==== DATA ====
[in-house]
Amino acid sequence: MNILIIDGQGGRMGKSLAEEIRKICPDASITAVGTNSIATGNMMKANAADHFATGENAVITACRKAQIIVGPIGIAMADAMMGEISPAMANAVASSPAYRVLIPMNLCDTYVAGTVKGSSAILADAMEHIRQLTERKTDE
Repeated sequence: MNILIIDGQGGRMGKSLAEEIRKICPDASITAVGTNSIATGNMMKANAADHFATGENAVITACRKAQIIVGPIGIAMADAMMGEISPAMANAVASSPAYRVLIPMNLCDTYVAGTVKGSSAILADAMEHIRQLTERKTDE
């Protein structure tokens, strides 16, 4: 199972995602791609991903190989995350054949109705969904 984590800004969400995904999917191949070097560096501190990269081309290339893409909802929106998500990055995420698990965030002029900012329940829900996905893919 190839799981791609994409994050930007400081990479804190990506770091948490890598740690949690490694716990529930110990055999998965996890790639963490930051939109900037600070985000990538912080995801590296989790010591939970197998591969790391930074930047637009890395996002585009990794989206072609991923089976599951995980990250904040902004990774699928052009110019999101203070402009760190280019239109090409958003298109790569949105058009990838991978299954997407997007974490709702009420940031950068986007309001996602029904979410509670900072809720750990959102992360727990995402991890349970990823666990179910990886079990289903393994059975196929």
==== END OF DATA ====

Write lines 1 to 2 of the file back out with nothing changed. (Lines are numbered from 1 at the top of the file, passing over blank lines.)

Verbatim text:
[in-house]
Amino acid sequence: MNILIIDGQGGRMGKSLAEEIRKICPDASITAVGTNSIATGNMMKANAADHFATGENAVITACRKAQIIVGPIGIAMADAMMGEISPAMANAVASSPAYRVLIPMNLCDTYVAGTVKGSSAILADAMEHIRQLTERKTDE